Losing focus at the wheel
Distracted driving brought home
September 26, 2017
Eyes set on the road, senior Katie Fredrickson can’t see why students would choose to focus on their phones while driving.
“Everyone goes on their phone. I’m in the car with people all the time and they’re on their phones while driving. I don’t want anyone that I care about to not come home,” Fredrickson said.
According to the Hennepin County police report Officer William Mathews, a Wayzata police officer, was struck and killed by a distracted driver Sept. 8, while clearing debris from U.S. Highway 12. Officer Mathews was reported to have been walking back to his car when a Nissan Murano hit him while traveling 55 to 65 miles per hour. The driver, Beth Freeman, allegedly was using her phone moments before the accident. Officer Mathews was married to Shawn Mathews, assistant athletic director and had a 7-year-old son, Wyatt.
Following the death of Officer Mathews, Fredrickson said she created a petition to aid in passing a piece of legislature to further the legal punishment for distracted driving.
What is distracted driving
AAA driving instructor Mike Torkelson said distracted driving stems obsessions with phones.
“The (distracted driving) problem comes with the fact that so many people are constantly on our phones,” Torkelson said. “We have them with us and it can get to the point where it just becomes an extension of ourselves.”
According to police liaison Pam Gronski, personal interactions and phone use are the leading causes of teen car accidents.
“The most common forms of distraction leading up to a crash by a teen driver are actually interacting with other people in the car,” Gronski said. “That is the most, quickly followed by cell phones.”
Gronski said students are in such a hurry that they often neglect personal safety.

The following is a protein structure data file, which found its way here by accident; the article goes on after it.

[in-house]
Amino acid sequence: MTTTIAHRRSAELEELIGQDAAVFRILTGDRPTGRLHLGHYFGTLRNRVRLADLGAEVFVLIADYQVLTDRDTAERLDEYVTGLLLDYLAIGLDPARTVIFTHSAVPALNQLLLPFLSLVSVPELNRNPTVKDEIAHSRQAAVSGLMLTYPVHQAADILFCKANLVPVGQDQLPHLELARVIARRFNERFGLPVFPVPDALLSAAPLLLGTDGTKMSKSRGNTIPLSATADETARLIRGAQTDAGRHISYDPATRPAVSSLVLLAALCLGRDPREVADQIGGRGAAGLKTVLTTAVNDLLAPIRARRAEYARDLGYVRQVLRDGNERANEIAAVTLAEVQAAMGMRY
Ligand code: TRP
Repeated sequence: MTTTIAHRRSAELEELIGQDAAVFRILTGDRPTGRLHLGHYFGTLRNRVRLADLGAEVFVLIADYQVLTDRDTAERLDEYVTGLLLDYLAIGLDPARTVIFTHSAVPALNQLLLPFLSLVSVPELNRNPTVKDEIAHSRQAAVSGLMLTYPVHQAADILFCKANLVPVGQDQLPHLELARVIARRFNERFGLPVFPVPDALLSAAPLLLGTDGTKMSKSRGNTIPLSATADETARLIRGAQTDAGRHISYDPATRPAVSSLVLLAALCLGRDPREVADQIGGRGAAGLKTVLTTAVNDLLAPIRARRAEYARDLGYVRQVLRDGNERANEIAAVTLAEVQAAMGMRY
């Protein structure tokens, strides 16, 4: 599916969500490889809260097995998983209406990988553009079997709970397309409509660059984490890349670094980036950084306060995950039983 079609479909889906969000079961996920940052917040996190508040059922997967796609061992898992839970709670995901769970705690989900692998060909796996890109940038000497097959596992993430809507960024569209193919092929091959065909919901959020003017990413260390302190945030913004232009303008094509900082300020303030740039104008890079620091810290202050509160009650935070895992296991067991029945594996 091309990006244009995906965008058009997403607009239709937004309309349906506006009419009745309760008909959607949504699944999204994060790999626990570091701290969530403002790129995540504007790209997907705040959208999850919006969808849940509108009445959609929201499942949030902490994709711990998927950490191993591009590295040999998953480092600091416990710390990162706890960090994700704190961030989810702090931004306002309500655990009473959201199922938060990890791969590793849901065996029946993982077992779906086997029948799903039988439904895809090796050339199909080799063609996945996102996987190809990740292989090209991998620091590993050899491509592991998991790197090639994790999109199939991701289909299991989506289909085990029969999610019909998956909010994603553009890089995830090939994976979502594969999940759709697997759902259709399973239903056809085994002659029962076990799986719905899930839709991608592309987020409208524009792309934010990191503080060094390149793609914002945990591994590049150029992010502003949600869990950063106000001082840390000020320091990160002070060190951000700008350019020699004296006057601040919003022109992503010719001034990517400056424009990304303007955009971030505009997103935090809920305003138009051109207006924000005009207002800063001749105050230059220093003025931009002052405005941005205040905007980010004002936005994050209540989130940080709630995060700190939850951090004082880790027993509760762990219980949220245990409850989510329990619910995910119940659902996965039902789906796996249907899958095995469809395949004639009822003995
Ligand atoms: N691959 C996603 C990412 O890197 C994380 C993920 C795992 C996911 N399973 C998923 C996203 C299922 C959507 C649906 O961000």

“A lot of kids are in a rush from point A to point B, ‘I have to get to practice,’ ‘I have to dance,’ ‘I have to get to my job,’; they have to get to wherever they’re going,” Gronski said. “(Teenagers) don’t tend to be planners as much so they might be eating while they’re driving or texting their friends ‘I’m running late’ or ‘I’m on my way.’ I just think that they’re lives are so much more active and again they are young and carefree.”
Connection to Park
Fredrickson said the petition works to further a bill designed to limit distracted driving.
“(The bill) puts extreme restrictions on using your cell phone while driving,” Fredrickson said. “It also adds fines and basically gives more punishment for using your phone while driving.”
Senior Kate Brinkman said the petition reminds her of the reason behind staying off her phone while driving, especially when temptations are high.
“I think (the petition is) a really good idea. I think it is really easy to just have it in the back of your mind that you’re not supposed to be on your phone, but to go out of your way to not be on your phone is a whole new step,” Brinkman said. “I committed myself to that (petition). If I’m ever tempted, I go back to that signature.”
Junior Bryan Huynh said he notices students on their phones on a daily basis.
“Pretty much every day I go home from school there are people driving around in the parking lot and changing their music,” Huynh said. “I mean they aren’t going very fast but they do it.
According to Torkelson, the younger generation of drivers is more susceptible to distractions while on the road.
“I know that statistically the younger generations are far more comfortable in using all of these new technological innovations and everything that comes along with having a cell phone,” Torkelson said.
Holding each other accountable
Torkelson said all passengers in a car should share the responsibility to create a safe driving environment.
“One of the first things is just to hold each other accountable. If you are riding in a car and the driver is on their phone, don’t be afraid to say something about it. I think that is really important,” Torkelson said. “Sometimes the passenger can help out with navigating or opening up the GPS.”
Torkelson said he believes this generation can make a large impact in bringing awareness to distracted driving.
“I can remember in the eighties there was a huge understanding about the damage of drunk driving,” Torkelson said. “I am hoping this generation right now can do the same thing with using the phone while driving. This generation I know can do it.”